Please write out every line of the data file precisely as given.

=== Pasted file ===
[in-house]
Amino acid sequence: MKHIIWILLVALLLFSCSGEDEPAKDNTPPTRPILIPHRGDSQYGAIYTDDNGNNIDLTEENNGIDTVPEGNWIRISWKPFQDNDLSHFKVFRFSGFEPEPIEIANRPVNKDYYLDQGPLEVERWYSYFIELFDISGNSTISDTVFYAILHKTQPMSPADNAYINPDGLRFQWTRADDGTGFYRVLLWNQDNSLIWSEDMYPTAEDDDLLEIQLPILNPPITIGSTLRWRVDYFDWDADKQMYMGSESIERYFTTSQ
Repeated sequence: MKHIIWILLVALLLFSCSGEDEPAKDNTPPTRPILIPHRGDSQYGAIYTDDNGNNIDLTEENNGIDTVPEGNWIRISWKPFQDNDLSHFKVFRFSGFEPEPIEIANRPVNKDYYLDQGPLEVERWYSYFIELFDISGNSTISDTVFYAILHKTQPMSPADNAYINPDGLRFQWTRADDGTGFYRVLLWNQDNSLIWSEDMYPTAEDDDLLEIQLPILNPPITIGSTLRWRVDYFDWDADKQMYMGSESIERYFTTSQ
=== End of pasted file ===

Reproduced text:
[in-house]
Amino acid sequence: MKHIIWILLVALLLFSCSGEDEPAKDNTPPTRPILIPHRGDSQYGAIYTDDNGNNIDLTEENNGIDTVPEGNWIRISWKPFQDNDLSHFKVFRFSGFEPEPIEIANRPVNKDYYLDQGPLEVERWYSYFIELFDISGNSTISDTVFYAILHKTQPMSPADNAYINPDGLRFQWTRADDGTGFYRVLLWNQDNSLIWSEDMYPTAEDDDLLEIQLPILNPPITIGSTLRWRVDYFDWDADKQMYMGSESIERYFTTSQ
Repeated sequence: MKHIIWILLVALLLFSCSGEDEPAKDNTPPTRPILIPHRGDSQYGAIYTDDNGNNIDLTEENNGIDTVPEGNWIRISWKPFQDNDLSHFKVFRFSGFEPEPIEIANRPVNKDYYLDQGPLEVERWYSYFIELFDISGNSTISDTVFYAILHKTQPMSPADNAYINPDGLRFQWTRADDGTGFYRVLLWNQDNSLIWSEDMYPTAEDDDLLEIQLPILNPPITIGSTLRWRVDYFDWDADKQMYMGSESIERYFTTSQ